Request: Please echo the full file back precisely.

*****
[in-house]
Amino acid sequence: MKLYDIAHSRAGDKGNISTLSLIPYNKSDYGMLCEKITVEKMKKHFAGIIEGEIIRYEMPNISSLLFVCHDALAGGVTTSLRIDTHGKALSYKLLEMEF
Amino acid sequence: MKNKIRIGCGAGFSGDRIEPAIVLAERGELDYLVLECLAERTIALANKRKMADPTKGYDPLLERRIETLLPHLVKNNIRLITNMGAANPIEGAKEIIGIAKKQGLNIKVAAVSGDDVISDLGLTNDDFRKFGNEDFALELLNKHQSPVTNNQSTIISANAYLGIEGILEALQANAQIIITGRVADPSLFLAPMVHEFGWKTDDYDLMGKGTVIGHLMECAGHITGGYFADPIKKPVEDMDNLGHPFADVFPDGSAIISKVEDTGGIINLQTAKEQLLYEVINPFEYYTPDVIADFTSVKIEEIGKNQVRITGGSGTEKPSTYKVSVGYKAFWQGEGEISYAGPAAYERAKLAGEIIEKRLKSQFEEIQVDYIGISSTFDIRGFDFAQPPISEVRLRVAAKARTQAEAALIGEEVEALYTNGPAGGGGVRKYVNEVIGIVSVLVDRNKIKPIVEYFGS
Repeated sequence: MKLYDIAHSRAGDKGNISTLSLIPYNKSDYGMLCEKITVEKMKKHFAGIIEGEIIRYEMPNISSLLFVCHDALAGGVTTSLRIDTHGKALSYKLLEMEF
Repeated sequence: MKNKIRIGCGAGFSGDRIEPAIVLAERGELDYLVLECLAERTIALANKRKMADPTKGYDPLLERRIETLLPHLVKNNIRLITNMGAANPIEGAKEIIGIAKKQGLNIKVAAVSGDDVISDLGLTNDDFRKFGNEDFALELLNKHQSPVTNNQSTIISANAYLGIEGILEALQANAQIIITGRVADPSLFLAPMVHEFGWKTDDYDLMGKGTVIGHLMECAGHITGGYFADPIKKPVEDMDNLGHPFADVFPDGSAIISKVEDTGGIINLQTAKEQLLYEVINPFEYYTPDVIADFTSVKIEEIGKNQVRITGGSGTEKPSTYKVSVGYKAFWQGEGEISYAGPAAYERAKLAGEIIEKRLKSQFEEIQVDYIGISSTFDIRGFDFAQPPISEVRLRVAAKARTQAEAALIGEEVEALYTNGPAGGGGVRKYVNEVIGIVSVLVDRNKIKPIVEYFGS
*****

[in-house]
Amino acid sequence: MKLYDIAHSRAGDKGNISTLSLIPYNKSDYGMLCEKITVEKMKKHFAGIIEGEIIRYEMPNISSLLFVCHDALAGGVTTSLRIDTHGKALSYKLLEMEF
Amino acid sequence: MKNKIRIGCGAGFSGDRIEPAIVLAERGELDYLVLECLAERTIALANKRKMADPTKGYDPLLERRIETLLPHLVKNNIRLITNMGAANPIEGAKEIIGIAKKQGLNIKVAAVSGDDVISDLGLTNDDFRKFGNEDFALELLNKHQSPVTNNQSTIISANAYLGIEGILEALQANAQIIITGRVADPSLFLAPMVHEFGWKTDDYDLMGKGTVIGHLMECAGHITGGYFADPIKKPVEDMDNLGHPFADVFPDGSAIISKVEDTGGIINLQTAKEQLLYEVINPFEYYTPDVIADFTSVKIEEIGKNQVRITGGSGTEKPSTYKVSVGYKAFWQGEGEISYAGPAAYERAKLAGEIIEKRLKSQFEEIQVDYIGISSTFDIRGFDFAQPPISEVRLRVAAKARTQAEAALIGEEVEALYTNGPAGGGGVRKYVNEVIGIVSVLVDRNKIKPIVEYFGS
Repeated sequence: MKLYDIAHSRAGDKGNISTLSLIPYNKSDYGMLCEKITVEKMKKHFAGIIEGEIIRYEMPNISSLLFVCHDALAGGVTTSLRIDTHGKALSYKLLEMEF
Repeated sequence: MKNKIRIGCGAGFSGDRIEPAIVLAERGELDYLVLECLAERTIALANKRKMADPTKGYDPLLERRIETLLPHLVKNNIRLITNMGAANPIEGAKEIIGIAKKQGLNIKVAAVSGDDVISDLGLTNDDFRKFGNEDFALELLNKHQSPVTNNQSTIISANAYLGIEGILEALQANAQIIITGRVADPSLFLAPMVHEFGWKTDDYDLMGKGTVIGHLMECAGHITGGYFADPIKKPVEDMDNLGHPFADVFPDGSAIISKVEDTGGIINLQTAKEQLLYEVINPFEYYTPDVIADFTSVKIEEIGKNQVRITGGSGTEKPSTYKVSVGYKAFWQGEGEISYAGPAAYERAKLAGEIIEKRLKSQFEEIQVDYIGISSTFDIRGFDFAQPPISEVRLRVAAKARTQAEAALIGEEVEALYTNGPAGGGGVRKYVNEVIGIVSVLVDRNKIKPIVEYFGS